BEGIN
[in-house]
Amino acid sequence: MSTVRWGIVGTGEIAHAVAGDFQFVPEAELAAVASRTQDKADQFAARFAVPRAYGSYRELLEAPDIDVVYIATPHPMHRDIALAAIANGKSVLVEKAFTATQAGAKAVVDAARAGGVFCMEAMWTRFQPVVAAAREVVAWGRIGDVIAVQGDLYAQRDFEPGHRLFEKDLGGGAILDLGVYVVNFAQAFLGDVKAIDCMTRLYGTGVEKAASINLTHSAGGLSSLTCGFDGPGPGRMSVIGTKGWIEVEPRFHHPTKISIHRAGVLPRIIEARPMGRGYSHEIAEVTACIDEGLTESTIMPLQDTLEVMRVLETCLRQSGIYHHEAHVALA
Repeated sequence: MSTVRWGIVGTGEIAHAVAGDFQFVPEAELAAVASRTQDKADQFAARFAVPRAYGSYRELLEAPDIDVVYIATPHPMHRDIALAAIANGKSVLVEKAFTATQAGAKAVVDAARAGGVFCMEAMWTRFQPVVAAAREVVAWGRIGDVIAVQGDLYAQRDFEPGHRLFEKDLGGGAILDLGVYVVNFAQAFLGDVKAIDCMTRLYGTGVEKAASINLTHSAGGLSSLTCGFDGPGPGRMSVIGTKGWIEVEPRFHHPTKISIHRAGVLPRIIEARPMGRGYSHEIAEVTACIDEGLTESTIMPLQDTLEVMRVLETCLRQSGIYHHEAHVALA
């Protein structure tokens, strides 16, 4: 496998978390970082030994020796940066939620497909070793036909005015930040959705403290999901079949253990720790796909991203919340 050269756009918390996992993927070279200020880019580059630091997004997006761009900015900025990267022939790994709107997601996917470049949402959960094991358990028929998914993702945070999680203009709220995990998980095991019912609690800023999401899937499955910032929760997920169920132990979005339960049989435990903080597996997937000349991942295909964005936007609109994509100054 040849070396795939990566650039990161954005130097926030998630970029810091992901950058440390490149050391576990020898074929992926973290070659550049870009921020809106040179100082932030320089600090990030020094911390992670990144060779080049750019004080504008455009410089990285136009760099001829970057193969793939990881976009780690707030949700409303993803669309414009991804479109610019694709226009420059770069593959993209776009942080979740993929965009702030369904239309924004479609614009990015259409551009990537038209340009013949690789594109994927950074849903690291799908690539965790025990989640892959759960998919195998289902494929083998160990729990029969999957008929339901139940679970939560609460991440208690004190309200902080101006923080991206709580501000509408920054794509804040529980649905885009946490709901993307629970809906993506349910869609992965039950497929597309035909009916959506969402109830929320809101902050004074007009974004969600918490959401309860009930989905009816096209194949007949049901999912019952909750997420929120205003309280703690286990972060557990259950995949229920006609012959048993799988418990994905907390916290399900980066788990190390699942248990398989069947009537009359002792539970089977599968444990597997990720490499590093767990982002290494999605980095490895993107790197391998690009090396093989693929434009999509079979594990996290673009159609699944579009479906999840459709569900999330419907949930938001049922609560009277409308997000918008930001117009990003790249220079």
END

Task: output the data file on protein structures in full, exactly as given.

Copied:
[in-house]
Amino acid sequence: MSTVRWGIVGTGEIAHAVAGDFQFVPEAELAAVASRTQDKADQFAARFAVPRAYGSYRELLEAPDIDVVYIATPHPMHRDIALAAIANGKSVLVEKAFTATQAGAKAVVDAARAGGVFCMEAMWTRFQPVVAAAREVVAWGRIGDVIAVQGDLYAQRDFEPGHRLFEKDLGGGAILDLGVYVVNFAQAFLGDVKAIDCMTRLYGTGVEKAASINLTHSAGGLSSLTCGFDGPGPGRMSVIGTKGWIEVEPRFHHPTKISIHRAGVLPRIIEARPMGRGYSHEIAEVTACIDEGLTESTIMPLQDTLEVMRVLETCLRQSGIYHHEAHVALA
Repeated sequence: MSTVRWGIVGTGEIAHAVAGDFQFVPEAELAAVASRTQDKADQFAARFAVPRAYGSYRELLEAPDIDVVYIATPHPMHRDIALAAIANGKSVLVEKAFTATQAGAKAVVDAARAGGVFCMEAMWTRFQPVVAAAREVVAWGRIGDVIAVQGDLYAQRDFEPGHRLFEKDLGGGAILDLGVYVVNFAQAFLGDVKAIDCMTRLYGTGVEKAASINLTHSAGGLSSLTCGFDGPGPGRMSVIGTKGWIEVEPRFHHPTKISIHRAGVLPRIIEARPMGRGYSHEIAEVTACIDEGLTESTIMPLQDTLEVMRVLETCLRQSGIYHHEAHVALA
């Protein structure tokens, strides 16, 4: 496998978390970082030994020796940066939620497909070793036909005015930040959705403290999901079949253990720790796909991203919340 050269756009918390996992993927070279200020880019580059630091997004997006761009900015900025990267022939790994709107997601996917470049949402959960094991358990028929998914993702945070999680203009709220995990998980095991019912609690800023999401899937499955910032929760997920169920132990979005339960049989435990903080597996997937000349991942295909964005936007609109994509100054 040849070396795939990566650039990161954005130097926030998630970029810091992901950058440390490149050391576990020898074929992926973290070659550049870009921020809106040179100082932030320089600090990030020094911390992670990144060779080049750019004080504008455009410089990285136009760099001829970057193969793939990881976009780690707030949700409303993803669309414009991804479109610019694709226009420059770069593959993209776009942080979740993929965009702030369904239309924004479609614009990015259409551009990537038209340009013949690789594109994927950074849903690291799908690539965790025990989640892959759960998919195998289902494929083998160990729990029969999957008929339901139940679970939560609460991440208690004190309200902080101006923080991206709580501000509408920054794509804040529980649905885009946490709901993307629970809906993506349910869609992965039950497929597309035909009916959506969402109830929320809101902050004074007009974004969600918490959401309860009930989905009816096209194949007949049901999912019952909750997420929120205003309280703690286990972060557990259950995949229920006609012959048993799988418990994905907390916290399900980066788990190390699942248990398989069947009537009359002792539970089977599968444990597997990720490499590093767990982002290494999605980095490895993107790197391998690009090396093989693929434009999509079979594990996290673009159609699944579009479906999840459709569900999330419907949930938001049922609560009277409308997000918008930001117009990003790249220079």